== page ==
What it looks like: inferior STEMI

No mysteries here today – this is an inferior STEMI! But I thought that prehospital provider might like to see what happens “on the inside” during an MI.

The Case:

A 60-something female had a few days of feeling not quite right, so she did some Googling, and she began to worry about a heart attack. Therefore, when she acutely developed neck and jaw pain, she figured that her self-diagnosing was probably correct, and she called 911 without delay. Time from symptom onset to first medical contact (FMC) was about 30 minutes.

The ECGs

EMS captured an initial 12-lead:

ST elevation in III and aVF, reciprocal ST depression in aVL. Again, NOT a mystery.

ST elevation in III and aVF, reciprocal ST depression in aVL. Again, NOT a mystery.

The medics immediately called for cath lab activation. Because of the off-hours presentation, the patient was evaluated in the ED while the team assembled. A second ECG was obtained:

Muy_obvio_ED

No changes – still bad.

Since the patient was comfortable, and her condition was stable, we did an echocardiogram for education’s sake.

The Echos:

When a portion of the heart is ischemic, it doesn’t move very well. It’s like an area of the heart is paralyzed, and the echocardiogram can be as good as the ECG in showing ACS, and sometimes it’s better!

Let’s take a look at two views of the heart moving. First,imagine you chopped the heart in two, like a loaf of bread. Since the left ventricle is shaped like a hollow tube, you would be looking at a ring of myocardium. This is the short-axis view:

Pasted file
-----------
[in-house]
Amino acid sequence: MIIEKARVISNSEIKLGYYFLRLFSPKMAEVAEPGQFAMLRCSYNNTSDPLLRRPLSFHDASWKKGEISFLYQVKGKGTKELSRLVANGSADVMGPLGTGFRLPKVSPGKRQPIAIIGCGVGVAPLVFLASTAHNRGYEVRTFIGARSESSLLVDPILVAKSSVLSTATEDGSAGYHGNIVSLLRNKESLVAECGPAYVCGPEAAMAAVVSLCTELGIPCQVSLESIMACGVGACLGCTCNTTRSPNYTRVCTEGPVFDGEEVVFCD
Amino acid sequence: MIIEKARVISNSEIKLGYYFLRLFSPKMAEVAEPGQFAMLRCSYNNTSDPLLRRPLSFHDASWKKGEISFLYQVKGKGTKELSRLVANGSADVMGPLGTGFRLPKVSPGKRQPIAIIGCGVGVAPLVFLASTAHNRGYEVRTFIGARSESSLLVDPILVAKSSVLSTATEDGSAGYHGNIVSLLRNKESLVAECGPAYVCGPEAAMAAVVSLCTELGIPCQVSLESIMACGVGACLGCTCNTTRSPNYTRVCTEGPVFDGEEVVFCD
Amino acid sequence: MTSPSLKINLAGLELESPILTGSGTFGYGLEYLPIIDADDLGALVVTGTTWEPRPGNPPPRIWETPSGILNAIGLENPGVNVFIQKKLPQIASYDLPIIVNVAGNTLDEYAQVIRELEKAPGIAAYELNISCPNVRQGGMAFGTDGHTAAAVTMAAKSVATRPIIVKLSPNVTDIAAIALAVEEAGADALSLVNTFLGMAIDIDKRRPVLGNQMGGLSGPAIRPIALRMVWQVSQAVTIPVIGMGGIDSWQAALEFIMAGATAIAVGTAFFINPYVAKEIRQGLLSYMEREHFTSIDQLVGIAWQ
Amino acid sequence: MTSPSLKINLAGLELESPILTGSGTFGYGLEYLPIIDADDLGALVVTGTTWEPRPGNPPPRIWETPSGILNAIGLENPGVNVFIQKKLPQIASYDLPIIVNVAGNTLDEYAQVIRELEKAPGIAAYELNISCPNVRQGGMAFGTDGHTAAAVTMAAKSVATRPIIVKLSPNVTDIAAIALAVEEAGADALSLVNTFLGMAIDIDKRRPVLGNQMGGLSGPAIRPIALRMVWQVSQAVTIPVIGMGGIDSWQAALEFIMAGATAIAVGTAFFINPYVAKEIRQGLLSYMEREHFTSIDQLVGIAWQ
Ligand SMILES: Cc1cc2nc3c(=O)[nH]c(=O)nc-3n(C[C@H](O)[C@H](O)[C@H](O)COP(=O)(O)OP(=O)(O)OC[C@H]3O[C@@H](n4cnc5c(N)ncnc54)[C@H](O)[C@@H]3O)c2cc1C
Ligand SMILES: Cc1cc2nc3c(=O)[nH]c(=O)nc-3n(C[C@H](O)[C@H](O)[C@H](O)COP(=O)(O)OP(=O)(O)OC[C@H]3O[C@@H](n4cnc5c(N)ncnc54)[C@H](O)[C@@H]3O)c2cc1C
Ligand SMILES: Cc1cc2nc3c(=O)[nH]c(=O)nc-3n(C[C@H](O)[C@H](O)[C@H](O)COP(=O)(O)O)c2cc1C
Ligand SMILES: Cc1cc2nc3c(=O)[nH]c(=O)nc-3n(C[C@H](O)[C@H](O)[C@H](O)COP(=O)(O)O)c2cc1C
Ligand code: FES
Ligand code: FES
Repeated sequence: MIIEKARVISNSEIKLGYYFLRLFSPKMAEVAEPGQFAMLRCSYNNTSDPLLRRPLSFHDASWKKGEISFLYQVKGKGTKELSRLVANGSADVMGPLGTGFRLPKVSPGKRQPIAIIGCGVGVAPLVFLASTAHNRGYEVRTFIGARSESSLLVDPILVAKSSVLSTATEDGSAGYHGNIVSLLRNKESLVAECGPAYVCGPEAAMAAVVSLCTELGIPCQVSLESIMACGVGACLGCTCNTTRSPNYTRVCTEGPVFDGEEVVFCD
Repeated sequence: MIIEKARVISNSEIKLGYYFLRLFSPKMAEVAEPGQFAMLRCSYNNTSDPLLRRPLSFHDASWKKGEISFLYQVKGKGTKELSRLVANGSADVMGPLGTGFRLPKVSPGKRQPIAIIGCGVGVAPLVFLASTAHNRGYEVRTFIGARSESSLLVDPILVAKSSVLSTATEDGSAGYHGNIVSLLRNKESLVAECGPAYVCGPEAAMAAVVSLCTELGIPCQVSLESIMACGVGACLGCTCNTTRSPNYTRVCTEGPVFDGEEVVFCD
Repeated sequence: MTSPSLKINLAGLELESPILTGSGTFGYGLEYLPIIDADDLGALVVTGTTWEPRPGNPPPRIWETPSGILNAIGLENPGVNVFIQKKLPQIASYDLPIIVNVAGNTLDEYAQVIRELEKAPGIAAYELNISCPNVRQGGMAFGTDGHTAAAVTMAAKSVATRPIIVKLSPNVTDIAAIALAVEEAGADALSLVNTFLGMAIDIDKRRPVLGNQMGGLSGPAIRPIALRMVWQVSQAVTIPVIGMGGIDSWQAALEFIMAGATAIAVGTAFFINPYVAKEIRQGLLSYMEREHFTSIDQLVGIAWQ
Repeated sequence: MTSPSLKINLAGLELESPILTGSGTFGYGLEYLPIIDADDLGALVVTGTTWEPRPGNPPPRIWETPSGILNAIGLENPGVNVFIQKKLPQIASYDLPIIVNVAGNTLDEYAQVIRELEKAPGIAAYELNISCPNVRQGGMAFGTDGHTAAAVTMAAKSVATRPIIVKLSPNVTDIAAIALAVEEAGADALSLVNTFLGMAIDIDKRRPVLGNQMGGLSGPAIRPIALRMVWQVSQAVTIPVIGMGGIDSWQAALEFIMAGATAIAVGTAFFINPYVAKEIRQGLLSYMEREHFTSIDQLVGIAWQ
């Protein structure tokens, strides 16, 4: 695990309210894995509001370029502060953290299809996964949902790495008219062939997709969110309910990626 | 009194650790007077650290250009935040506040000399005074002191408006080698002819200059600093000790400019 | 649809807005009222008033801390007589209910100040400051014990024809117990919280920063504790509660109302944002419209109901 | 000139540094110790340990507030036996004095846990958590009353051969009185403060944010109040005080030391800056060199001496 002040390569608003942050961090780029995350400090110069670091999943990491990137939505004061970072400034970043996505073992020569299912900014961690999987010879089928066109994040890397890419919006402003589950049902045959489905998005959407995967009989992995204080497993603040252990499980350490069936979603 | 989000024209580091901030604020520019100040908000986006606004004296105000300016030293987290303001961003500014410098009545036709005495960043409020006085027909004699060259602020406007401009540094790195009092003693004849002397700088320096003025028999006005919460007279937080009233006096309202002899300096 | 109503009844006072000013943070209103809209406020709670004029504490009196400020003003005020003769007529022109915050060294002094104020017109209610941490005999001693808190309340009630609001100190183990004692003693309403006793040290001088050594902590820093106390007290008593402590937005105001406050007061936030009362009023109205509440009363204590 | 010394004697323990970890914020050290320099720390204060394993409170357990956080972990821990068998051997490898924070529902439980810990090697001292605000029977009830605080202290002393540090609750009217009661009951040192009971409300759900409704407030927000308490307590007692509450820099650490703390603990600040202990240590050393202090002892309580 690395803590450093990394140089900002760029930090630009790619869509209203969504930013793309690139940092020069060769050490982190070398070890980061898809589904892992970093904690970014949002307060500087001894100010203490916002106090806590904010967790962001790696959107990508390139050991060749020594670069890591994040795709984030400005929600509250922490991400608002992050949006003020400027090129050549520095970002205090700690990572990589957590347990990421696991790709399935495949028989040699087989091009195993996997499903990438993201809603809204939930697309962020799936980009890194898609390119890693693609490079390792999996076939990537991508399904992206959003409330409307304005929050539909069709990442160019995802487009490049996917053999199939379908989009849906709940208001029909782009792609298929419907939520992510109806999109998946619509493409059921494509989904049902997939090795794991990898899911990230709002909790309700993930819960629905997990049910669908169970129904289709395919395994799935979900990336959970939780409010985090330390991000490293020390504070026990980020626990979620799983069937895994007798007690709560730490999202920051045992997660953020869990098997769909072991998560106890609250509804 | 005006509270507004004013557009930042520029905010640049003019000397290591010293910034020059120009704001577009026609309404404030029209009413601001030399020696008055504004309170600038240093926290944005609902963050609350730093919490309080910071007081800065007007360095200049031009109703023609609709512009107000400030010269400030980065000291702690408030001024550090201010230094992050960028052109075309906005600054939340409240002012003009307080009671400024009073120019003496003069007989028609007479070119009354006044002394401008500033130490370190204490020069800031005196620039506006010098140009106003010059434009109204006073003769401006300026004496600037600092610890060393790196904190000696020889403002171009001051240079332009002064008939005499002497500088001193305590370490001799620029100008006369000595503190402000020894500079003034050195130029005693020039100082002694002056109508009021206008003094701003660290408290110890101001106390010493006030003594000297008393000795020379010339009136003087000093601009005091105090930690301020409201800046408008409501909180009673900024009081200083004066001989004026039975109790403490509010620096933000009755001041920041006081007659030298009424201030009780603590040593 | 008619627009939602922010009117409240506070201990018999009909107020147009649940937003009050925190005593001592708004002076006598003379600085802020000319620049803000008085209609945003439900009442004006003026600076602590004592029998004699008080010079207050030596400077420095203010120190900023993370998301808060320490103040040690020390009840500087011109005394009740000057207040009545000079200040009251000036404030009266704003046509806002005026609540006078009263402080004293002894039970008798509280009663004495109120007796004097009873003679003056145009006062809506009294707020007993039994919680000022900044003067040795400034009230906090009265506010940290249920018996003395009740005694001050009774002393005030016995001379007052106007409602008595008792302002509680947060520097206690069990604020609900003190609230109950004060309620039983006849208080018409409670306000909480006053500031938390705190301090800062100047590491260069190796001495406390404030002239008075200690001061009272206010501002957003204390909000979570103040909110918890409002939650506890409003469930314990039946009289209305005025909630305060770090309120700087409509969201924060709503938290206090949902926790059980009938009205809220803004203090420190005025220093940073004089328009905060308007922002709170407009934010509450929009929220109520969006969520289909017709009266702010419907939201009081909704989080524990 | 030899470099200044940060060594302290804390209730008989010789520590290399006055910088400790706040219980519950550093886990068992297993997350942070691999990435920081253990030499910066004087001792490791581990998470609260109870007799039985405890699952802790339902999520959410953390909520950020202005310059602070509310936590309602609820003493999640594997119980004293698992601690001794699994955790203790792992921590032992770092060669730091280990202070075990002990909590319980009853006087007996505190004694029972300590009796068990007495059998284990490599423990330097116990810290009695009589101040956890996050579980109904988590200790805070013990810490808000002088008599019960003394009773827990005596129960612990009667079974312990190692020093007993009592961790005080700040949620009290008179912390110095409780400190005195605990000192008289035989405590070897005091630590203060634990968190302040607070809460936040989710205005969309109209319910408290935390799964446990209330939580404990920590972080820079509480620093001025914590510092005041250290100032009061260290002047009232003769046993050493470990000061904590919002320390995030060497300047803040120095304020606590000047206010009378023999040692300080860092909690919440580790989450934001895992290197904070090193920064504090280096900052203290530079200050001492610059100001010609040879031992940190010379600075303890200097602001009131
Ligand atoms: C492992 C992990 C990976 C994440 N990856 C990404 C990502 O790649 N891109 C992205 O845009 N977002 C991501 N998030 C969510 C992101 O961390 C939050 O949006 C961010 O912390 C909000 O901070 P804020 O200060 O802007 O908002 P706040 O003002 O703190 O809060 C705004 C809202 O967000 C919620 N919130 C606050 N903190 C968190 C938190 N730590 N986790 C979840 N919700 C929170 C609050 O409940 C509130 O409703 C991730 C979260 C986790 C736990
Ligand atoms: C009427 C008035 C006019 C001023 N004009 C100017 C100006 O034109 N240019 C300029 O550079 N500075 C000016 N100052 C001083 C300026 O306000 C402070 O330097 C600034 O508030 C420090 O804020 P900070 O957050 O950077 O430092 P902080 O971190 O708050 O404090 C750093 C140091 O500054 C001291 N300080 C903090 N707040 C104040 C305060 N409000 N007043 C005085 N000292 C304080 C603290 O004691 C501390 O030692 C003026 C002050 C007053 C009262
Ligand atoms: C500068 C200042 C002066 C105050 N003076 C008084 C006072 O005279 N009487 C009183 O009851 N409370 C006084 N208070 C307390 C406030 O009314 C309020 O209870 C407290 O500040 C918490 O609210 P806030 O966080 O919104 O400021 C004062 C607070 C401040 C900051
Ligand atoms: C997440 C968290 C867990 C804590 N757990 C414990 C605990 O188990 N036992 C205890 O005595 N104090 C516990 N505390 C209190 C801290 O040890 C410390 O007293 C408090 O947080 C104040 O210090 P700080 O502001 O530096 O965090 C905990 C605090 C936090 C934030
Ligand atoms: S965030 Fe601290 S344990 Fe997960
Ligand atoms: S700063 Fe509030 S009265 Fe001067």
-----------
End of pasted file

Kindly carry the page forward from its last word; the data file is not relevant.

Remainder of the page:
screenshot898

From my friends at Yale http://www.yale.edu/imaging/echo_atlas/views/short_axis_lv.html

The right coronary supplies the muscles from about “6 o’clock” to “9 o’clock,” also supplying blood to the posterior papillary muscle marked in the picture. Our patient’s short-axis view showed:

Watch this for a while, and you might note that the area from 6 to 9 o’clock isn’t moving that great. Let me highlight that part of the image:

Red arrows = not contracting well

Red arrows = not contracting well

Let’s take another look at the heart. This time, instead of slicing the heart like a loaf of bread, we’re slicing it like a bagel! This is called the apical 4-chamber view, since the apex of the heart is at the top, and we see all 4 chambers of the heart:

Again, from Yale http://www.yale.edu/imaging/echo_atlas/views/four_chamber.html

Again, from Yale
http://www.yale.edu/imaging/echo_atlas/views/four_chamber.html

The RCA supplies the wall in between the LV and the RV, while other arteries supply the apex. Our patient:

If you look at the septum, you see it isn’t contracting when the other side of the LV is. Let me highlight that area with red arrows:

screenshot891

Red arrows = actually moving the WRONG way during systole.

 Follow-up:

Our patient had such a brief interval from FMC to balloon inflation that her troponin never turned positive. Nonetheless, we have both ECG and echo evidence of a large potential infarct that was treated before it could do serious damage.

2 Comments

  • Ken Grauer says:

    SUPERB teaching post Brooks! For the uninitiated – Echos are challenging to interpret. By adding anatomic and marked still-frame shots – together with clinical and ECG evidence – you have made it easy to understand the abnormalities seen here. THANK YOU for posting – 🙂

  • Matt Templeman says:

    This is really interesting from my Pre-Hospital point of view. Thanks for posting in such an informative way!

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